The Jett Foundation Fighting Duchenne Muscular Dystrophy

Exondys 51 Letter of Medical Necessity Template

December 16, 2016

Date

Name (if known)

Company Address

RE: name of patient, patient’s insurer id number

Dear Sir or Madam:

I am writing to support an appeal of your denial of Exondys 51, an antisense oligonucleotide indicated for the treatment of patients who have a confirmed mutation of the DMD gene that is amenable to exon 51 skipping, for my patient Mr./Ms. _________. I have reviewed your letter to my patient and continue to recommend Exondys 51 as the treatment of choice in this case based on my (XX years) of experience treating patients with Duchenne muscular dystrophy (DMD.)

Mr./Ms. _______ has been under my care for his/her DMD since (date). DMD is the most common form of congenital muscular dystrophy and the most severe form of dystrophinopathy. This condition is caused by variants in the dystrophin-encoding gene. Approximately 65% of the variants in patients with Duchenne are deletions of one or more exons in this gene that often disrupt the reading frame and disable the dystrophin protein from being produced. The absence of dystrophin in muscle cells leads to a progressive muscle weakness and atrophying that rapidly worsens with age and will cause a loss of ambulation, a decrease of arm and trunk strength, the inability to independently preform activities of daily living, and eventually, the complete absence of dystrophin distinctive to a diagnosis of Duchenne will lead to DMD-associated dilated cardiomyopathy and death. [1]

Exondys 51 is the preferred therapy for Mr./Ms._______ due to the amenability of his/her mutation (a) deletion (s) of (XX-XX) on the dystrophin encoding-gene to the skipping of exon 51. Exondys 51 received FDA approval for marketing on September 19th 2016 for the treatment of patients who have a confirmed mutation of the DMD gene that is amenable to exon 51 skipping[2]. This indication is approved under accelerated approval based on a statistically significant increase in dystrophin as a surrogate endpoint in skeletal muscle observed in pre and post treatment muscle biopsies obtained from patients treated with Exondys 51 as part of a clinical trial[3]. Though Exondys 51 was granted accelerated approval, marketing approval based off of a change in a surrogate endpoint or biomarker observed sooner than mortality or irreversible morbidity and is reasonably likely to predict a clinical benefit, in this case dystrophin data, the totality of Exondys 51’s clinical data shows a clear trend towards efficacy and a departure from what I know to be the natural history of DMD as a physician with (XX years) experience treating DMD[4]. As with all drugs granted accelerated approval by the FDA, further confirmatory trials to confirm the clinical efficacy of Exondys 51 are required and are currently in progress. I fully expect and look forward to reviewing those results.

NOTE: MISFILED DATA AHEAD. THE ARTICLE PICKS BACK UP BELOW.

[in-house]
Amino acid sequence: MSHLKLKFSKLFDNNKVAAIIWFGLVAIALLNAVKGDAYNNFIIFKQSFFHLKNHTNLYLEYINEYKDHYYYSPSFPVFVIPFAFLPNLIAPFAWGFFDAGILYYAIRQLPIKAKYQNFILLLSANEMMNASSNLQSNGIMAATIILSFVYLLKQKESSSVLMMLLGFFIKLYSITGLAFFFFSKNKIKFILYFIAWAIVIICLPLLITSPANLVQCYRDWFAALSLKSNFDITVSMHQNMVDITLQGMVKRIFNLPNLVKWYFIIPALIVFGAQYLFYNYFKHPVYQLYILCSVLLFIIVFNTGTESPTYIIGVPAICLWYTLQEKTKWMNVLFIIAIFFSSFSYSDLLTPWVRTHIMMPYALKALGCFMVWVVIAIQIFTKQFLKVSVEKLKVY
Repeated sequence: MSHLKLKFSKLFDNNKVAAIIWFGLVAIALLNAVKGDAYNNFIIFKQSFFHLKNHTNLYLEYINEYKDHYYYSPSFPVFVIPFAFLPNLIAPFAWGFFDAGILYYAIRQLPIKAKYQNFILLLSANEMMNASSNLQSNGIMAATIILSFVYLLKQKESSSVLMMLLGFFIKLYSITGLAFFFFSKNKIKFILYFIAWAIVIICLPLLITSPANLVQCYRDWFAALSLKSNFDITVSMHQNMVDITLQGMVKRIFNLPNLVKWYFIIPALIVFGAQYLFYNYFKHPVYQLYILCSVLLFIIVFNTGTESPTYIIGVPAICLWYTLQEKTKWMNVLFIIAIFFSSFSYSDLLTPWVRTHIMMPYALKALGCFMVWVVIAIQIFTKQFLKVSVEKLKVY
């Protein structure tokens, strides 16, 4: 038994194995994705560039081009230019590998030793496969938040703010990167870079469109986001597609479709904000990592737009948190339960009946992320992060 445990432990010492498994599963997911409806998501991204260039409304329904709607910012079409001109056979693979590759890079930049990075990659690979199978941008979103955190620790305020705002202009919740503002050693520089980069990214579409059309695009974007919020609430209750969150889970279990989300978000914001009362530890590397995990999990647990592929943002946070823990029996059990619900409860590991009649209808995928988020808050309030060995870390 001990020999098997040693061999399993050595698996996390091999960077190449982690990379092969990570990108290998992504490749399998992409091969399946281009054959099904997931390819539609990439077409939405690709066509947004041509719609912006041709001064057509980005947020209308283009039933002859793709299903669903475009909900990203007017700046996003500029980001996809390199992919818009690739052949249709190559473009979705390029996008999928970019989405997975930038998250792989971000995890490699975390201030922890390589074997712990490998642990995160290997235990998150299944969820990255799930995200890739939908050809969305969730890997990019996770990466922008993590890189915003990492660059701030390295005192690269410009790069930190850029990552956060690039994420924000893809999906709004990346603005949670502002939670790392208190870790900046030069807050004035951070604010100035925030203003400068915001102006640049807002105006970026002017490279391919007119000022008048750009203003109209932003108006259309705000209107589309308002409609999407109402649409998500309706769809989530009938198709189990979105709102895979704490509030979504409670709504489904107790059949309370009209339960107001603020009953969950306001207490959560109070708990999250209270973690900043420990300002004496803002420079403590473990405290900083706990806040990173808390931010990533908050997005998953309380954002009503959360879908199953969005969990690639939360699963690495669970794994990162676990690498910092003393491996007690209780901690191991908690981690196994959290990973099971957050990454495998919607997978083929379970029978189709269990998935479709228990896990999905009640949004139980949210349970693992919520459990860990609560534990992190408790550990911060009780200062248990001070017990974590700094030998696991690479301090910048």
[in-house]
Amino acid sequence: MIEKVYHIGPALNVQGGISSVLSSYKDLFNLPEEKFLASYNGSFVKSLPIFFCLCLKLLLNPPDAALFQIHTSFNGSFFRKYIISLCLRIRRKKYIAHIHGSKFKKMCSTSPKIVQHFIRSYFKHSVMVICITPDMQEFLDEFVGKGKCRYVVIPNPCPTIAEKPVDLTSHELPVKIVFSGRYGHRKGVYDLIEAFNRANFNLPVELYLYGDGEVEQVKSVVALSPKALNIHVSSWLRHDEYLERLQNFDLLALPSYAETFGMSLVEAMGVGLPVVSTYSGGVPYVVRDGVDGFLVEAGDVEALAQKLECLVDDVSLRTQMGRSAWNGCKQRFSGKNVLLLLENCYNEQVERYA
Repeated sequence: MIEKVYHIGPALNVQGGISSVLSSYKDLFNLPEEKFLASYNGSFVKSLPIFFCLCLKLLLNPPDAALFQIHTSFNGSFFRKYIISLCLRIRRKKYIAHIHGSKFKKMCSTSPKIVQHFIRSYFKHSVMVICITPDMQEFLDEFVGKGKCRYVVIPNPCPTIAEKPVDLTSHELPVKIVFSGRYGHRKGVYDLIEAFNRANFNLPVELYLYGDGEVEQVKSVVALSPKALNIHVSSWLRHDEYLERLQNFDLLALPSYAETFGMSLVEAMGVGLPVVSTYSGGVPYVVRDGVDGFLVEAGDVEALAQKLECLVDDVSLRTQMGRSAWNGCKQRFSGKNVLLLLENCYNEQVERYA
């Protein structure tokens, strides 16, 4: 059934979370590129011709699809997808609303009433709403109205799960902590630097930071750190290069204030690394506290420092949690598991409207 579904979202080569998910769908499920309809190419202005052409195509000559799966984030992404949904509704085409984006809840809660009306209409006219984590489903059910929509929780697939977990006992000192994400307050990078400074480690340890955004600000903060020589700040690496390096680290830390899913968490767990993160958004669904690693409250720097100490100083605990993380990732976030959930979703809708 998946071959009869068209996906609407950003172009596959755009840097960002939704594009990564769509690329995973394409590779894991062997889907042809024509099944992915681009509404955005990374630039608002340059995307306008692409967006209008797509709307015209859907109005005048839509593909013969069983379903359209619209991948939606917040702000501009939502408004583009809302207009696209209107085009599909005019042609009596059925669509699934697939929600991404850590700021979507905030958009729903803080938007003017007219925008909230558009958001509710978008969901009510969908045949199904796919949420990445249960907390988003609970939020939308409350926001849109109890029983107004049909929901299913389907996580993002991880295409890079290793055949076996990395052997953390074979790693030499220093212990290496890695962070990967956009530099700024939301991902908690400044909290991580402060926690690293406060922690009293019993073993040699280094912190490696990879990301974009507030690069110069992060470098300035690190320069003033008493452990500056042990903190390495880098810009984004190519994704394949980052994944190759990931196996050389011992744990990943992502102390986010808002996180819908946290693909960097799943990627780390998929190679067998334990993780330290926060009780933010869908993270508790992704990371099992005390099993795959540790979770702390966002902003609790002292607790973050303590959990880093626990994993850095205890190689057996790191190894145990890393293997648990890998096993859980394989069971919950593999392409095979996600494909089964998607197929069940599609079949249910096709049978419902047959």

Mr./Ms._________ needs weekly infusion of Exondys 51 to treat his DMD. Without weekly infusions of Exondys 51 and the dystrophin the treatment has proven to produce based off of clinical trial data, I know that his/her muscles will continue to weaken and atrophy, resulting in morbidity and eventual mortality. As I stated before, DMD is a progressive disease whose effects on muscle loss are irreversible. DMD has already robbed Mr./Ms._________ of his/her ability to preform activities of daily living, for example, (insert lost activities of daily living, for example: walk, climb stairs, get off the floor, get into the car, feed him/herself, brush his/her teeth, open bags of food or bottles of water, maintain independence at school, write, turn him/herself in bed, dress, bathe, etc.) Therefore, it is my expert opinion that treatment of Exondys 51 must begin as soon as possible in order to maintain or slow the loss of Mr./Ms._________ ability to preform additional and important activities of daily living, for example, to (insert activities of daily living you hope to maintain or slow the loss of, for example: walk, climb stairs, get off the floor, get into the car, feed him/herself, brush his/her teeth, open bags of food or bottles of water, maintain independence at school, write, turn him/herself in bed, dress, bathe, etc.)

As a physician who specializes in treating neuromuscular disorders and who has an abundance of experience treating patients affected by DMD, I will continue to use my medical judgment in prescribing Exondys 51, and I strongly encourage payers to provide coverage to all of my amenable patients as soon as possible.

I may be reached at the number below should you require additional information on this patient. Otherwise, I look forward to your response directly to me as soon as possible.

Sincerely,
Physician’s name and credentials

CC: (patient’s name)

 

1 Hoffman EP, Fischbeck KH, Brown RH, Johnson M, Medori R, Loike JD, Harris JB, Waterston R, Brooke M, Specht L. Characterization of dystrophin in muscle-biopsy specimens from patients with Duchenne’s or Becker’s muscular dystrophy. N. Engl. J. Med. 1988 May; 318(21):1363–1368. PubMed ID: 3285207.

2 Food and Drug Administration. FDA grants accelerated approval to first drug for Duchenne muscular dystrophy. 19 Sept. 2016. < http://www.fda.gov/NewsEvents/Newsroom/PressAnnouncements/ucm521263.htm > 30 Nov. 2016.

[3] Exondys 51, [package insert]. Sarepta Therapeutics, Inc., Cambridge, MA; September 2016

[4] Eteplirsen [briefing package]. Sarepta Therapeutics, Inc., Cambridge, MA; April 2016

For more information and other templates please visit: http://community.parentprojectmd.org/profiles/blogs/understanding-the-path-to-access-resources-for-families?xg_source=facebook

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